A couple years ago, Kim Moore Bailey embarked on a series of conversations with the heads of the small, grassroots environmental groups that her organization, Justice Outside, supports. The leaders, who were all Black, Indigenous or people of color, kept telling her similar stories about their experiences with philanthropy.
“They were being asked to be something they weren’t. Expand what they were doing. Serve a population or a community they didn’t want to work with,” said Moore Bailey, who is Justice Outside’s CEO. “It was this moment for me to say, so how can we do this better?”
The result was a new grantmaking program, Liberated Paths, that works to build close and trusting relationships with grantees that allow them to pursue their own visions, while also reimagining or jettisoning many long-standing philanthropic requirements—from written applications to 501(c)(3) status—that those leaders had told her were barriers.
With grants anticipated to reach $1 million this year, and a steadily growing list of funders, the program is one of several efforts that are working to correct historic disparities in funding between BIPOC- and white-led groups—a gap research has repeatedly found, including Moore Bailey’s focus groups—and build a more just and equitable outdoor and environmental movement.
As major new funding flows into the environmental space, most prominently from multibillion-dollar climate pledges from mega-philanthropists like Jeff Bezos and Laurene Powell Jobs, Liberated Paths also demonstrates another route via which such givers can reach frontline organizers and communities of color without having to identify individual groups or cut dozens of small checks.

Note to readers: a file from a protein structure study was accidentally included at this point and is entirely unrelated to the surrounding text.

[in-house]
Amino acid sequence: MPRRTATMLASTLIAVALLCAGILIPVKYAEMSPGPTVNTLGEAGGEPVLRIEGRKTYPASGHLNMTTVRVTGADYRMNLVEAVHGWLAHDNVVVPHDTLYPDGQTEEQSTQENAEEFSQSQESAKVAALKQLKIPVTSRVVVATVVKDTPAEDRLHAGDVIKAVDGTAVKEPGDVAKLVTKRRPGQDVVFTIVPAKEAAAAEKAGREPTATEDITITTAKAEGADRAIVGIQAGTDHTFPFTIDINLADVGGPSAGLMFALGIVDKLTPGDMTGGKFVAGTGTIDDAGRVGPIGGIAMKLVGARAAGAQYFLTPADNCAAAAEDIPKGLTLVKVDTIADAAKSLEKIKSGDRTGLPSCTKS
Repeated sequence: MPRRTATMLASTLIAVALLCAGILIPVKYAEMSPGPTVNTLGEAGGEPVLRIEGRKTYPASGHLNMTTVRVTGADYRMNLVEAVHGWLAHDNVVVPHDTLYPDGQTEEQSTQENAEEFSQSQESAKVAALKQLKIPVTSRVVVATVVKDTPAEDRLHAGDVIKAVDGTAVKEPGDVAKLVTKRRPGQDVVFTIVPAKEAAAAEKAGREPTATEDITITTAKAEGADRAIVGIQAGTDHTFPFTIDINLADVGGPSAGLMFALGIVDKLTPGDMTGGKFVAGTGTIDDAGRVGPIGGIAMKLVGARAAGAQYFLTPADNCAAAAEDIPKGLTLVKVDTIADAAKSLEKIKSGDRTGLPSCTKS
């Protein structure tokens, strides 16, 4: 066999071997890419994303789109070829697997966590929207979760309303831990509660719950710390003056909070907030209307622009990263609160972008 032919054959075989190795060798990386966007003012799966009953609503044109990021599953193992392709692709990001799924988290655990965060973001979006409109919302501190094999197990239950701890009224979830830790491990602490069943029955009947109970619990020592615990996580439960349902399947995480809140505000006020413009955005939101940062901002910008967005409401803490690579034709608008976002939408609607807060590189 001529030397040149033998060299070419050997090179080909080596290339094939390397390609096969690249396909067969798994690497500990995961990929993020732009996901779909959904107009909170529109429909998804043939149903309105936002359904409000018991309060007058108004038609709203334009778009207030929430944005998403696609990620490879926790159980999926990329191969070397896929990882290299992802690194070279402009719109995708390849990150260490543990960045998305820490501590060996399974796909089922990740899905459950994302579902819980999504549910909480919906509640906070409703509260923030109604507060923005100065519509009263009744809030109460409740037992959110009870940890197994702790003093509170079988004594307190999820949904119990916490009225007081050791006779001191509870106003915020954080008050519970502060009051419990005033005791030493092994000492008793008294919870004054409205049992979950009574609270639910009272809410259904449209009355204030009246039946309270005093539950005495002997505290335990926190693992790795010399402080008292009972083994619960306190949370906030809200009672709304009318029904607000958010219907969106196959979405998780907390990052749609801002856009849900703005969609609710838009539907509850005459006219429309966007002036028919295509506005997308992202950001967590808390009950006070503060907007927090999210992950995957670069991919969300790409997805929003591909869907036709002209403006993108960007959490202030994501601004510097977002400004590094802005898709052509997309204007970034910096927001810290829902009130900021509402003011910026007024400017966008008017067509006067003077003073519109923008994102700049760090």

It is a path seeded by some of the nation’s biggest green funders. The program got off the ground thanks to multi-year grants from the William and Flora Hewlett Foundation ($1 million), David and Lucile Packard Foundation ($250,000) and The North Face ($100,000).
And that support continues. Hewlett has since renewed its commitment, and Packard increased its funding to $750,000. New funders have also come on board, including the outdoor retailer evo ($250,000), National Philanthropic Trust ($250,000), Meyer Memorial Trust ($185,000), Chrysalis Fund ($50,000) and the Gordon and Betty Moore Foundation ($25,000). Additional general support backs Justice Outside’s recent work.
How Liberated Paths makes grants
Justice Outside’s unusual approach to grantmaking was apparent in its first step upon starting Liberated Paths. “We launched, for the lack of a better word, a book club,” Moore Bailey said.
As reading, they chose a piece on trust-based philanthropy. As hosts, they picked trusted allies in the states where they would be granting—Arizona, California, New Mexico, Oregon and Washington. And in a series of webinars, they spoke with potential grantees about the explicit role of race in Liberated Path, the racial funding gap and racial bias in philanthropy.